1. Fourteen ways to restore emotional margin
  2. Twenty-four ways to restore physical margin
  3. Sixteen ways to restore time margin
  4. Sixteen ways to restore financial margin

They are all doable, and I highly recommend the book if you are suffering overload.

Download personal reflection guide

Living the Life God Wants You to Live

First, get a proper perspective of yourself. You are not your work. You are a multi-faceted person with family, social, vocational, and recreational parts to your life. You are God’s child living in God’s beautiful world, who happens to have been called to do some particular work for God’s kingdom. Stop thinking of yourself as a pastor, executive director, fundraiser or whatever. Your work merely defines one of the many roles you have and is one of the many things that you do.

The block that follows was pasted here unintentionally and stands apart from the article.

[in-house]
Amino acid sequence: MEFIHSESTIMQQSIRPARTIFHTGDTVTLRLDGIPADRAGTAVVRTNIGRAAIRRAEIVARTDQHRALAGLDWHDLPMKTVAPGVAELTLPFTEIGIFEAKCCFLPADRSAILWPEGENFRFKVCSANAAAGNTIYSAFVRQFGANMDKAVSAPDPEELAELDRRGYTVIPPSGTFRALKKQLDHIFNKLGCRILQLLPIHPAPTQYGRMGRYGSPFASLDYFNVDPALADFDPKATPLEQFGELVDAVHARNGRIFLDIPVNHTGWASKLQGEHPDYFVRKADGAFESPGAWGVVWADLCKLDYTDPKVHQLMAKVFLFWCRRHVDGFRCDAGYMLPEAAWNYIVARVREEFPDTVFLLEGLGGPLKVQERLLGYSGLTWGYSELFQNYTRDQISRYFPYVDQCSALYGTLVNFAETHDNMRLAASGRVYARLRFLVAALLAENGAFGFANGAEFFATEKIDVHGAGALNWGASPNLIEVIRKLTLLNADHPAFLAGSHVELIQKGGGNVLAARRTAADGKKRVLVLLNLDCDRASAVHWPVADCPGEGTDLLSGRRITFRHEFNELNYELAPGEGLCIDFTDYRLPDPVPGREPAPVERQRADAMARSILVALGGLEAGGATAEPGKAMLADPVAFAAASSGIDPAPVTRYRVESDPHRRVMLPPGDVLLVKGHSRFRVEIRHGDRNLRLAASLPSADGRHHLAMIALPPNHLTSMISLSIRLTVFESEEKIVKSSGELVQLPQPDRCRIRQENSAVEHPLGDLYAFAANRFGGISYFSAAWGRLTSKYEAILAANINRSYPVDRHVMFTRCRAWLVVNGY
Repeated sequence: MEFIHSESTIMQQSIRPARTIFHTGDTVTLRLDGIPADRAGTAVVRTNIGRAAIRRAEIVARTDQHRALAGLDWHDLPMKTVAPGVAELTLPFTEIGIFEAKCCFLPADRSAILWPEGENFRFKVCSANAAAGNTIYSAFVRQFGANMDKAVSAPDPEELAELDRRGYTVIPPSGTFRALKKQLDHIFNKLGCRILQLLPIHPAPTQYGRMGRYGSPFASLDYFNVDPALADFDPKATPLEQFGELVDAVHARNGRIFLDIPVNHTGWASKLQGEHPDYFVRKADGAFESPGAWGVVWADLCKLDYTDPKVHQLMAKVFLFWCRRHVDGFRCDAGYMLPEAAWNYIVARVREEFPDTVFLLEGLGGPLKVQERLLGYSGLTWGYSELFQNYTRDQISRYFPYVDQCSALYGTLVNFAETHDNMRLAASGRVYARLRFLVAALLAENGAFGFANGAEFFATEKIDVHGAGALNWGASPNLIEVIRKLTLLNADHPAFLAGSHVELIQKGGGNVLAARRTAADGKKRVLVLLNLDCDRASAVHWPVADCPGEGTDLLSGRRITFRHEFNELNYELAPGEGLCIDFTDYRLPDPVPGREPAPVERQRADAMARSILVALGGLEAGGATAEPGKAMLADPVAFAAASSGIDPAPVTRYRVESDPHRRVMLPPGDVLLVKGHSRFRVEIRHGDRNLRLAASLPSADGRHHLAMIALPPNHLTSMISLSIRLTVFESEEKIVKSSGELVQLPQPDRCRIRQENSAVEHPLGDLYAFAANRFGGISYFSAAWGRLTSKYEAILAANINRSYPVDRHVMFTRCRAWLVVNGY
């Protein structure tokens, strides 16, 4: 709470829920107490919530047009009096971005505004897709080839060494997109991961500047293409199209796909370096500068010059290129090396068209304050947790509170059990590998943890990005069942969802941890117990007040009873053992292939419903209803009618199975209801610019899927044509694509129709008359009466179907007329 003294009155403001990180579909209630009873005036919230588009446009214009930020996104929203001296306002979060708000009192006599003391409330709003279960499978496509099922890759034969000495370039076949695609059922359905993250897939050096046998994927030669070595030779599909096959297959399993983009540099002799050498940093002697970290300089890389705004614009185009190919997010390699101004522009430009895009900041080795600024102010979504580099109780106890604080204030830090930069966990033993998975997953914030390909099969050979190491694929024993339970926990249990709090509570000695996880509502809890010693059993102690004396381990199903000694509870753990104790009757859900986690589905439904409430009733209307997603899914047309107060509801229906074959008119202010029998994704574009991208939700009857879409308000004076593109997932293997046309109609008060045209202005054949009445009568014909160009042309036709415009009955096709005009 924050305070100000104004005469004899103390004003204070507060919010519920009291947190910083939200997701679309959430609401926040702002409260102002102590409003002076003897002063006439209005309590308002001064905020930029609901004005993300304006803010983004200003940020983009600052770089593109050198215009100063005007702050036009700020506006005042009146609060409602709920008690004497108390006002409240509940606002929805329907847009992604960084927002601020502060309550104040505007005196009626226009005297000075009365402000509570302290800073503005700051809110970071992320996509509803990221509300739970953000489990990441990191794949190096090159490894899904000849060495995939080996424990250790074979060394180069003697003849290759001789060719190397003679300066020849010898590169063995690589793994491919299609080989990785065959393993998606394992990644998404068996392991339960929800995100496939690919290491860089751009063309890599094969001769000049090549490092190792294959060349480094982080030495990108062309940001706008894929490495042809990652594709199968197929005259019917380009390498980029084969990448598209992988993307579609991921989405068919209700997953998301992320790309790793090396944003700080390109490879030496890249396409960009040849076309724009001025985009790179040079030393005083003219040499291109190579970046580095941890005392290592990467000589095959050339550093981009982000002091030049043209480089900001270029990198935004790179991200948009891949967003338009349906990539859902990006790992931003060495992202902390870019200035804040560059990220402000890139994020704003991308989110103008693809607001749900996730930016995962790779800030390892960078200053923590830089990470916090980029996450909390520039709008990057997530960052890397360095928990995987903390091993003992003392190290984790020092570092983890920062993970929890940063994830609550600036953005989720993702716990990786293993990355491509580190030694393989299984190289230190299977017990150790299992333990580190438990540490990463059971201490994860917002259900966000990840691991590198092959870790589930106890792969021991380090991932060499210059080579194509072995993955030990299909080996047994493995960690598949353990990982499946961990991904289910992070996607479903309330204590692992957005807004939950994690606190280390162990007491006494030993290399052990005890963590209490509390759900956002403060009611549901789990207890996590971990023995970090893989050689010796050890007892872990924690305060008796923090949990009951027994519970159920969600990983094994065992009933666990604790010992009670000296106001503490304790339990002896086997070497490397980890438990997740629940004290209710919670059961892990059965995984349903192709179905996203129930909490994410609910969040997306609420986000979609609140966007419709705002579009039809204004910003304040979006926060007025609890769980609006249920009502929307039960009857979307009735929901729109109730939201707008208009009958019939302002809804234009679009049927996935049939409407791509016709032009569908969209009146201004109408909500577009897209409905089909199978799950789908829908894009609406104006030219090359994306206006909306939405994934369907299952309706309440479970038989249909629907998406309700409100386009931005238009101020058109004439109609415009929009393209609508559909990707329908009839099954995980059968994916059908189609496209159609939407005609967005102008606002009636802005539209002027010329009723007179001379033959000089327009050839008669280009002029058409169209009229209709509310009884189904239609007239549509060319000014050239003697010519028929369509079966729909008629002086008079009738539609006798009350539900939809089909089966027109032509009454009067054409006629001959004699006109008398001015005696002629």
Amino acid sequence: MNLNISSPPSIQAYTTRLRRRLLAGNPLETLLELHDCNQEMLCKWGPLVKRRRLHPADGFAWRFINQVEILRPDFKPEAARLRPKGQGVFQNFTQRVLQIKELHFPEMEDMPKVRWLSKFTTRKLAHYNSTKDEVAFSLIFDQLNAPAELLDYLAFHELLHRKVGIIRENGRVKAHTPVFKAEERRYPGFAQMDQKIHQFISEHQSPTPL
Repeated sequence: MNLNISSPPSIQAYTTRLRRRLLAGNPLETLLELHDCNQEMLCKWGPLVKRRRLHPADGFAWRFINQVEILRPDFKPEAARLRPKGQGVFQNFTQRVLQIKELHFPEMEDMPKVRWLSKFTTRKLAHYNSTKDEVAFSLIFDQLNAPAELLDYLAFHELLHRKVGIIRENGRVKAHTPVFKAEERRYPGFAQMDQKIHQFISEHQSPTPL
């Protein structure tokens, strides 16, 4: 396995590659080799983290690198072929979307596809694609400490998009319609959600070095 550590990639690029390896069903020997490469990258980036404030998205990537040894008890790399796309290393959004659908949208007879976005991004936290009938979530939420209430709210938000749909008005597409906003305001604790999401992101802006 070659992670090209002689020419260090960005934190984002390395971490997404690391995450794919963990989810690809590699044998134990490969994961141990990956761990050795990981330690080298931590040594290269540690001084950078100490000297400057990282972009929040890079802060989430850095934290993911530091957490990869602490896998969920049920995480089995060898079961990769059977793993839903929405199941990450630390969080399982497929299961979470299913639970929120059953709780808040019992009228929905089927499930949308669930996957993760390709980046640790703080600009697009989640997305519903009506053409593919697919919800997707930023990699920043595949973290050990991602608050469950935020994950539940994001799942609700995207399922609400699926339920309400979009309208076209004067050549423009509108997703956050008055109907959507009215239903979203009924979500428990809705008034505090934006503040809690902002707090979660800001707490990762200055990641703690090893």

• Think about who you are to your family, and who they need you to be for them. Make a list of all your roles in your church, community, etc. and make notes about how you can fulfill them well. Who would you be if you could not be any one of them? Jesus had time to visit people for dinner. He had time to be friends with Lazarus, Mary and Martha. Pursue your call, but don’t forget to live the other parts of your life too.
    • Does your work prevent you from fulfilling your God-designed relationships?
  • Make a list of all the interests and gifts God has given you.
    • While you may not be able to do all of them in every season of life, do you have the time to develop and use some of them?

What feeds your soul?

Feeding your soul is all about restoring yourself to wholeness and well-being. Christian spiritual practices are foundational for feeding your soul because they lead to intimacy with God, and thus meet your deepest needs. You must develop these.